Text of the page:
Two new businesses will open in the former Wiscasset Old General Store in mid-September: a shop for gourmet coffee and smoothies and a dealer of Maine- and New England-made products.
Julie Ambrosino, 35, and Sarah Castro, 30, will open Spruce and Little Maine Mercantile, respectively, at 49 Water St. in downtown Wiscasset.
Little Maine Mercantile will be in the front half of the space. Spruce will be in the back, with a small seating area.
Ambrosino, originally from Baltimore, Md., and Castro, originally from Charlotte, N.C., met after moving to Maine and working in the same building in Portland.
They chose Wiscasset for their shop because of their personal connections to the town.
Castro’s mother retired to Wiscasset, while Ambrosino lives in Bath and frequents the town. She owns a blue smoke Maine coon cat named in the town’s honor: Mister Wissy.
Neither Ambrosino nor Castro has experience as a shop owner, but Ambrosino has about 15 years of experience in customer service and Castro has a background in marketing and business.
The space will have an appearance both modern and timeless, Castro said. It still has some features left over from the Wiscasset Old General Store, such as the wooden floors.
“I feel like there is a trend toward more people sharing spaces because it really helps the businesses because they play off one another,” Castro said. “Someone who comes in to buy something from me ends up walking out with a coffee and vise versa.”
The idea behind Spruce originated after one of Ambrosino’s relatives opened a coffee cart to sell specialty coffee in another state.
Ambrosino makes siphon coffee, which she describes as a favorite of the “coffee geek” because of the intricate brewing process.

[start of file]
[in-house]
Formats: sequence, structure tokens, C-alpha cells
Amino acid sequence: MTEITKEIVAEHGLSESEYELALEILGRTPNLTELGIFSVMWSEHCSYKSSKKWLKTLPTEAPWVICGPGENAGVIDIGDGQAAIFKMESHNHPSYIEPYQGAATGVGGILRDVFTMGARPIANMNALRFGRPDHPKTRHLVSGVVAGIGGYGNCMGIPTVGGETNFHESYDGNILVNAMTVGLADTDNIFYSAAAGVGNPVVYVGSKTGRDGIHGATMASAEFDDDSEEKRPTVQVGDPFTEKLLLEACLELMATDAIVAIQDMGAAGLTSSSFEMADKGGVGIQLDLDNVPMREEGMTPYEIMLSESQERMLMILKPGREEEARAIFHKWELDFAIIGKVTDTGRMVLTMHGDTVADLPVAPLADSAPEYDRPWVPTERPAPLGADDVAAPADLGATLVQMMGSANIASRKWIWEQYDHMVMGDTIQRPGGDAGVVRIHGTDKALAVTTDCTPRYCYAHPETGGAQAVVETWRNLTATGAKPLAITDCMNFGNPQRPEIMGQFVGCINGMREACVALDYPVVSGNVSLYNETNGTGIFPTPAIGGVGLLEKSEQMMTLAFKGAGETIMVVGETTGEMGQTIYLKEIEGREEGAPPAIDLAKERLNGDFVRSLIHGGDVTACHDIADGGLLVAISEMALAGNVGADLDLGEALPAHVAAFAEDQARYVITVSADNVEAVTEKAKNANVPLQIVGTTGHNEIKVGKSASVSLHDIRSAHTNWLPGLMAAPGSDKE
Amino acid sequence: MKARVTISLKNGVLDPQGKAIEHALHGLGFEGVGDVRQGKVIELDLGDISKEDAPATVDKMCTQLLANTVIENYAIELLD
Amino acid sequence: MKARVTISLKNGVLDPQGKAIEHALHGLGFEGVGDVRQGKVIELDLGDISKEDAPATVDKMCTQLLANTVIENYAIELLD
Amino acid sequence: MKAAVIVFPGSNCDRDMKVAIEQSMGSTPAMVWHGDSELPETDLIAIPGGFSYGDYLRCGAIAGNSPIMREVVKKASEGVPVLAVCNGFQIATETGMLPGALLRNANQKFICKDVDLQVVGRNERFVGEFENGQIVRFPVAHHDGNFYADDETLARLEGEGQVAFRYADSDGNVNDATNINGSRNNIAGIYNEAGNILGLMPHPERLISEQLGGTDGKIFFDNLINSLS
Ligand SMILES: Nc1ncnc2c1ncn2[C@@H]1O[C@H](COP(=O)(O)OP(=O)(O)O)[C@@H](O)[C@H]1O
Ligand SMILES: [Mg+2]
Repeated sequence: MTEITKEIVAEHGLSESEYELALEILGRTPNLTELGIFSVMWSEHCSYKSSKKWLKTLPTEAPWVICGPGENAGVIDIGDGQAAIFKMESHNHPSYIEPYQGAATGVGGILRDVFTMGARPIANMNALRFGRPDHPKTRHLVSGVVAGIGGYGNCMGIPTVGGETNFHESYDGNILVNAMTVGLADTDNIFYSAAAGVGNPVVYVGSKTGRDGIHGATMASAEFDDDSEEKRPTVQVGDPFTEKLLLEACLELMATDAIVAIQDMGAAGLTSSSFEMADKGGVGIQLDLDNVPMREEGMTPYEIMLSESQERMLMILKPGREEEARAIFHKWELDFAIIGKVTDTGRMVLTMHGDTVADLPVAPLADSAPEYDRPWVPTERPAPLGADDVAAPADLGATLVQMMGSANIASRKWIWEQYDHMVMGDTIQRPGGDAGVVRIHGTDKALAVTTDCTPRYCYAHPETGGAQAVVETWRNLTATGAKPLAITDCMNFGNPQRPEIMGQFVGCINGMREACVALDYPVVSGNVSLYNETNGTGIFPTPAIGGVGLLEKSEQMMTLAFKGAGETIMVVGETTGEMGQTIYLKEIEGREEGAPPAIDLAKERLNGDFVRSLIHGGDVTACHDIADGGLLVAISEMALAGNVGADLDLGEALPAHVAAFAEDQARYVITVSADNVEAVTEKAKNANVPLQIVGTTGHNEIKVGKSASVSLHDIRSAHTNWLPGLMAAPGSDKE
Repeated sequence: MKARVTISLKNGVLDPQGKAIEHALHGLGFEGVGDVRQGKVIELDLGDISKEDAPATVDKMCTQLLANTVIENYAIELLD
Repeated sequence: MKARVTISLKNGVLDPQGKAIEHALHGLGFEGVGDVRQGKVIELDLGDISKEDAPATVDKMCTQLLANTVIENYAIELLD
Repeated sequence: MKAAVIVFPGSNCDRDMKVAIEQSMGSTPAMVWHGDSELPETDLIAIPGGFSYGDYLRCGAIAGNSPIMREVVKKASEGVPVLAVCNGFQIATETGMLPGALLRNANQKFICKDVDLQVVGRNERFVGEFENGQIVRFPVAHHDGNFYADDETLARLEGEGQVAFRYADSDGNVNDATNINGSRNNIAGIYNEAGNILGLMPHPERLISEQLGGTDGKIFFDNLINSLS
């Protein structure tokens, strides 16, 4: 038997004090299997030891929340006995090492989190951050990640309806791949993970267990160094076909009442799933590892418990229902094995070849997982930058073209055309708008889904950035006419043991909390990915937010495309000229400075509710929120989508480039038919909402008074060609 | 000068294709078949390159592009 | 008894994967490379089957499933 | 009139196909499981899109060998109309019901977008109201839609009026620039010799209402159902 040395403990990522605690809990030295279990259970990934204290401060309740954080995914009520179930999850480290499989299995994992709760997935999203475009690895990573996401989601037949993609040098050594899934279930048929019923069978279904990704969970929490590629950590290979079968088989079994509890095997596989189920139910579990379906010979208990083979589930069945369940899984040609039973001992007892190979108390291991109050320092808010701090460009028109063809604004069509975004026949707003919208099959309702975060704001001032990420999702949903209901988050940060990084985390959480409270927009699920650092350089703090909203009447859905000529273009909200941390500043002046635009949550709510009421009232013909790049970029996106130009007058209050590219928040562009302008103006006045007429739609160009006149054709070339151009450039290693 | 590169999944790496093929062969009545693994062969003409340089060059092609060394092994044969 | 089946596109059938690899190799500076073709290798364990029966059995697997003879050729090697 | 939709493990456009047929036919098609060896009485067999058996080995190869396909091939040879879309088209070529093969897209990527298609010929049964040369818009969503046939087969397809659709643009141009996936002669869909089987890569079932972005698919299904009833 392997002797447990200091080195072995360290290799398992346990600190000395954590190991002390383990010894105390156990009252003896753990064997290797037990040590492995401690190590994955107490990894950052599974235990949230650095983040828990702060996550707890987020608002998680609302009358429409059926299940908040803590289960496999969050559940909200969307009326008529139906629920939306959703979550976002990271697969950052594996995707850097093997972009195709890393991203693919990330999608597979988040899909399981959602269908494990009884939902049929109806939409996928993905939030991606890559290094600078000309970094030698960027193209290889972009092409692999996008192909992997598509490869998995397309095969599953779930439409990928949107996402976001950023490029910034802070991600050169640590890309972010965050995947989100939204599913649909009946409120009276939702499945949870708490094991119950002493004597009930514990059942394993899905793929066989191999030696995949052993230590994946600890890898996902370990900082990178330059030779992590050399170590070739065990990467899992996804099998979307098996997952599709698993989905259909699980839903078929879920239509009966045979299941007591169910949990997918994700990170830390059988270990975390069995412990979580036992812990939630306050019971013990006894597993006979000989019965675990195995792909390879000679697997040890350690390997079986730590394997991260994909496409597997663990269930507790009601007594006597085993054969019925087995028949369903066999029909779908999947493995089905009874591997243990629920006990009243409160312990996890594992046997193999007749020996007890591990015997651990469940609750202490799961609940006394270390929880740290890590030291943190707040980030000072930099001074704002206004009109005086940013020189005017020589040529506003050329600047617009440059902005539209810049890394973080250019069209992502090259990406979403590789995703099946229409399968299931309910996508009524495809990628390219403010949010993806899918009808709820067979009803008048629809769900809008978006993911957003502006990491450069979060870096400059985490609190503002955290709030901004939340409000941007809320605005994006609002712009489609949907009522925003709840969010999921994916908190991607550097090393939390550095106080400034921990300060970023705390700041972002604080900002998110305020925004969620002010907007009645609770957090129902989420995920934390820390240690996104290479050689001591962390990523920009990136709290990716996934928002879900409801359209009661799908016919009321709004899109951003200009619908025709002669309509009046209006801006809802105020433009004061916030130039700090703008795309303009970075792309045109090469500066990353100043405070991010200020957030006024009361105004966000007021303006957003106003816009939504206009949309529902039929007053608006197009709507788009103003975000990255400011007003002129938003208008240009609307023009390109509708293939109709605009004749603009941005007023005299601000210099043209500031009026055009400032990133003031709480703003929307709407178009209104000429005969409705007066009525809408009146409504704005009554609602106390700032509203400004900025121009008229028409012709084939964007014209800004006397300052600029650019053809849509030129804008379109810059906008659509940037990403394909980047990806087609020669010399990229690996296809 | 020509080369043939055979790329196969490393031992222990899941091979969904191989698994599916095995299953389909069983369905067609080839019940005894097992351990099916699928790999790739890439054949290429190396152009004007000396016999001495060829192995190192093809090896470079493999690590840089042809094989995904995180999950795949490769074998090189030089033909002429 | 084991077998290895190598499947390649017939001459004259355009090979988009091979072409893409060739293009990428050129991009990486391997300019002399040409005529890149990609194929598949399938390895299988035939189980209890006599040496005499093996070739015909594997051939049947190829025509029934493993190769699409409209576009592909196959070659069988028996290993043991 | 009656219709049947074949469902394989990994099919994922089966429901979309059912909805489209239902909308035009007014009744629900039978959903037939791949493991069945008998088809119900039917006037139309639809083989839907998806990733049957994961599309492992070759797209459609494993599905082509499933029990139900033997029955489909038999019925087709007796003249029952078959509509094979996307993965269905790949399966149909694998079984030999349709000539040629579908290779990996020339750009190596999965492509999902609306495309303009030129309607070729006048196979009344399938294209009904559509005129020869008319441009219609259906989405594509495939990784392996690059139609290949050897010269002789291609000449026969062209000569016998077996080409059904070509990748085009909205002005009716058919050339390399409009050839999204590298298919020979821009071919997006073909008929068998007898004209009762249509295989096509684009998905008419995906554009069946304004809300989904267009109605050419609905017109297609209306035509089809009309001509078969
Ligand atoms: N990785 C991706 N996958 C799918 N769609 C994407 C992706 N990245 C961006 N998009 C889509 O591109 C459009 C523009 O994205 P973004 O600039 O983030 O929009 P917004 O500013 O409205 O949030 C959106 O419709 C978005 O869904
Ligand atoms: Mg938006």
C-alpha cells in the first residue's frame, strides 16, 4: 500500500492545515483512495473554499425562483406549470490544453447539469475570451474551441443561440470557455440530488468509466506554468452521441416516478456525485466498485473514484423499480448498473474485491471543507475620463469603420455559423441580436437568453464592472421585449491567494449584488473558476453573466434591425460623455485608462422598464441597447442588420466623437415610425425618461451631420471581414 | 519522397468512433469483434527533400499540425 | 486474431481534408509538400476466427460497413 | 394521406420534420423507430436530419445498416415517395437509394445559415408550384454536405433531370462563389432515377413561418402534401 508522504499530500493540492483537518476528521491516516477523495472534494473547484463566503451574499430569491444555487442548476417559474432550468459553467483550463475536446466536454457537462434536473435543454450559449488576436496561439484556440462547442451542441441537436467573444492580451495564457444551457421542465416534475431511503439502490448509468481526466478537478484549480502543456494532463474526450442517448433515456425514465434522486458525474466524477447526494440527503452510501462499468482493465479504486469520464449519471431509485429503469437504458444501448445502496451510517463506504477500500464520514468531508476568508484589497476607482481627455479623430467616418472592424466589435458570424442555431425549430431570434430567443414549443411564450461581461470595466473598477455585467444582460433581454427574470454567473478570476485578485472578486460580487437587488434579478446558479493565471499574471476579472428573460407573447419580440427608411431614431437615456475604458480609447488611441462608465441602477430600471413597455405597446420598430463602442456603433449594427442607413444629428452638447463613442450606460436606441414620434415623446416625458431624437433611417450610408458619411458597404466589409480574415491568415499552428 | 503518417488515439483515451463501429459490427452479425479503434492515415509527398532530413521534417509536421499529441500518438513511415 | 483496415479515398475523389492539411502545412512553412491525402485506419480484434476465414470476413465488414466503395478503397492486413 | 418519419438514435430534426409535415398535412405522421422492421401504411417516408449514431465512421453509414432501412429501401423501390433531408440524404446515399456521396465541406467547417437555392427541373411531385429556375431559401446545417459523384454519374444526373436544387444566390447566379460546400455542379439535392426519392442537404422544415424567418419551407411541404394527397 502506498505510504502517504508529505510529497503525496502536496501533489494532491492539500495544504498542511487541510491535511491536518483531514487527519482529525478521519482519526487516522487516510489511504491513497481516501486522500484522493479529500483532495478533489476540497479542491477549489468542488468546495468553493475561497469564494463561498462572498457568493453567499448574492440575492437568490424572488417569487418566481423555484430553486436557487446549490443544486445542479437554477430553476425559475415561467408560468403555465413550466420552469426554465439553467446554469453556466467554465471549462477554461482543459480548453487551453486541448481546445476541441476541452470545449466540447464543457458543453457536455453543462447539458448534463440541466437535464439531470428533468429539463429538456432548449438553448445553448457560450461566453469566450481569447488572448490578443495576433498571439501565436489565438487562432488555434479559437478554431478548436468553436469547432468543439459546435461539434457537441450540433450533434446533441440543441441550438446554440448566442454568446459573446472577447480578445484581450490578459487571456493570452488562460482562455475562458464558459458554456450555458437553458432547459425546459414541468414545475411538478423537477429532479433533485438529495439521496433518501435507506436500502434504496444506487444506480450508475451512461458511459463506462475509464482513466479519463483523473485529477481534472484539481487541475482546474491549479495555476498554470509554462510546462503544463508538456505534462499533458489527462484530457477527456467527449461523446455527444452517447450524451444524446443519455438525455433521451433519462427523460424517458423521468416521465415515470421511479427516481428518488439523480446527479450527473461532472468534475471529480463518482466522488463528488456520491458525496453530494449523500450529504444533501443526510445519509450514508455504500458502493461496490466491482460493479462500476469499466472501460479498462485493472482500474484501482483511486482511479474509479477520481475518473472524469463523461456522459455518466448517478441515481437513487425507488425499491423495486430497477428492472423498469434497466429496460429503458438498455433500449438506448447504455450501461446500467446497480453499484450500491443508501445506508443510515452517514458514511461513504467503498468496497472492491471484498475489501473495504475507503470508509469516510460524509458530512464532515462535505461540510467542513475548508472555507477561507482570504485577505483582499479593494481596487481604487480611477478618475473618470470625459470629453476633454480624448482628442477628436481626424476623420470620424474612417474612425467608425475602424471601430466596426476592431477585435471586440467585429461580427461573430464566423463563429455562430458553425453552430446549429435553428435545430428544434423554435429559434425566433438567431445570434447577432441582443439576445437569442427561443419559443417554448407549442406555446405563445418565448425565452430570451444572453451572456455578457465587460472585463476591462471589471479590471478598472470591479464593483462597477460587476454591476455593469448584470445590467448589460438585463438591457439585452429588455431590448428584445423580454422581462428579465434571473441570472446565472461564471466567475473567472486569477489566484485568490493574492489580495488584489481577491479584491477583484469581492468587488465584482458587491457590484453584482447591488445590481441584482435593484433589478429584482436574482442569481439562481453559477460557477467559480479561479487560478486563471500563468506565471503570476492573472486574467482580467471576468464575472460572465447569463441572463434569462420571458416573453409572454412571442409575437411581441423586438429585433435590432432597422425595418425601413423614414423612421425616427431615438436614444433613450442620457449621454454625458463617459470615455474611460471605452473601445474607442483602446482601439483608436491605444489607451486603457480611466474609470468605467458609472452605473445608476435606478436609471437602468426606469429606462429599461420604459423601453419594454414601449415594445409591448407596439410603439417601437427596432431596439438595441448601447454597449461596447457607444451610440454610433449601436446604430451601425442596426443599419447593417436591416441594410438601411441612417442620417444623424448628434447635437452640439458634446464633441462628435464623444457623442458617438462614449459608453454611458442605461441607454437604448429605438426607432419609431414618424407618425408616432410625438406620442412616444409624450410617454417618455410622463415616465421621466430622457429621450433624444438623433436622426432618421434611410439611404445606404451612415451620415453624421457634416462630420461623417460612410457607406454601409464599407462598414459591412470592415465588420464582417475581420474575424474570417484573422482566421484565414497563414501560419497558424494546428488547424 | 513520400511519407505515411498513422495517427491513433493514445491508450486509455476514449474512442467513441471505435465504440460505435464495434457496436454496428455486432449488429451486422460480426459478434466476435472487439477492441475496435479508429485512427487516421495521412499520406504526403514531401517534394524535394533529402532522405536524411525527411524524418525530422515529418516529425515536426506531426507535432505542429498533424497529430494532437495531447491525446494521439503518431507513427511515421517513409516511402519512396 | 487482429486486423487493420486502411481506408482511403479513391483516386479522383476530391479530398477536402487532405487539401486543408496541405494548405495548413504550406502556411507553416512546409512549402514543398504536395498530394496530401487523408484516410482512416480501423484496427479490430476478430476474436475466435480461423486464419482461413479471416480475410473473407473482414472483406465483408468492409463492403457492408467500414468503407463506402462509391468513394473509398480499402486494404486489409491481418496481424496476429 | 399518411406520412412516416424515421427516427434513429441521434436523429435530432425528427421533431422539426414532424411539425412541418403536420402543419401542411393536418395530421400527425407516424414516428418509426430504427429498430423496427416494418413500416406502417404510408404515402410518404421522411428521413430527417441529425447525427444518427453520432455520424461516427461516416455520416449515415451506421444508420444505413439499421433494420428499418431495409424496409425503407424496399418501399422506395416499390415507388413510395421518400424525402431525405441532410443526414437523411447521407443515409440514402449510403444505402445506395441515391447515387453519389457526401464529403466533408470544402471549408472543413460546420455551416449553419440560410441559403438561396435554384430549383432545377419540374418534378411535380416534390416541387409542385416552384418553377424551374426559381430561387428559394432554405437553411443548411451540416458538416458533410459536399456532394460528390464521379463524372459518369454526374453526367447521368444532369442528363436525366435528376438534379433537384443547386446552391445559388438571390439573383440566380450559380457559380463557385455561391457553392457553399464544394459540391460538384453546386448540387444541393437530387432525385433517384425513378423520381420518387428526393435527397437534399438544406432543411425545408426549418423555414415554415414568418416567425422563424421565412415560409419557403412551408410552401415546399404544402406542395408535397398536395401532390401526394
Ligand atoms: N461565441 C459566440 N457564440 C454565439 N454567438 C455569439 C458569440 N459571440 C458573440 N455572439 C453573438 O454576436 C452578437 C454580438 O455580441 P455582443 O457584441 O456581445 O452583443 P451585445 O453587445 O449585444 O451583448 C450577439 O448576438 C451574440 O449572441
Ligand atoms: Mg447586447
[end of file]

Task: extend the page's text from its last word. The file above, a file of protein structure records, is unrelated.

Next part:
The process involves a vacuum coffee brewer, with two glass globes stacked vertically. Water vapor pushes boiled water from the bottom globe into the top globe, which holds the coffee grinds.
When the water vapor in the bottom globe cools down, it creates a vacuum, suctioning the water and coffee down from the top globe. The system makes one cup of coffee at a time.
Using a vacuum brewer produces a brew with less coffee grinds than a traditional drip-pot coffee maker, Ambrosino said.
Final prices and sizes are not set, but Ambrosino said the siphon coffee will cost about $3 to $4. For those who do not want the specialty brew, she will offer coffee from a regular coffee maker.
All coffee will be from two local vendors: Crossroads Coffee Beans, of Westport Island, and Green Tree Coffee & Tea, of Lincolnville.
In addition to coffee, Ambrosino will sell smoothies and smoothie bowls.
Smoothie bowls have the same texture and taste as a smoothie, but include nutritious toppings like granola, fresh berries, chia seeds, and coconut shavings. Like smoothies, they have one or two fruits as the main ingredient. Both can be made with protein powders and non-dairy milks.
Ambrosino said she started a “mock menu” and wants to have at least four different kinds of smoothie bowls: a green bowl, a chocolate bowl, a berry bowl, and a citrus bowl.
Ambrosino plans to hire staff for Spruce soon.
Castro’s Little Maine Mercantile will sell mostly Maine-made items, as well as New England-made items, including home products, perfume oil, spoons, pottery, packaged food, and accessories, like wallets and jewelry. She plans to add fresh, local foods later.
“I have been planning since before I’ve lived in Maine. I’m really passionate about this,” Castro said.
Castro’s vendors include Kurier’s leather products; Erin Flett’s home goods; Andrew Haviland’s jewelry, made from things found in the ocean; and Lulu’s ceramics.
Castro said she wants to sell products people could buy at a box store, but of higher quality. She will adjust her inventory based on what the community wants.
“I want to fill the need, so if someone says, ‘I really need this and I’d like to see this here,’ I’ll figure out a way to source it,” Castro said.
In the future, the shops will sell T-shirts and Maine-made mugs bearing their logos.
Since starting work on the space, the owners have invited people into the store during Wiscasset Art Walk to introduce themselves, drink siphon coffee and watch it made, and see the progress of the space.
Spruce and Little Maine Mercantile will be open from Friday-Monday, year-round, and closed Tuesday-Thursday. The hours have not been set; however, the pair wants to stay open a little later than most stores in the area.
“That’s the one struggle in Maine, is you don’t have places (stay) open,” Ambrosino said. “My biggest end goal is to provide that service and that enjoyment for people as they go into their evening.”
For more information about Spruce, contact Ambrosino at 504-0899 or follow her Instagram account @sprucemaine. For more information about Little Maine Mercantile, call Castro at 295-5566.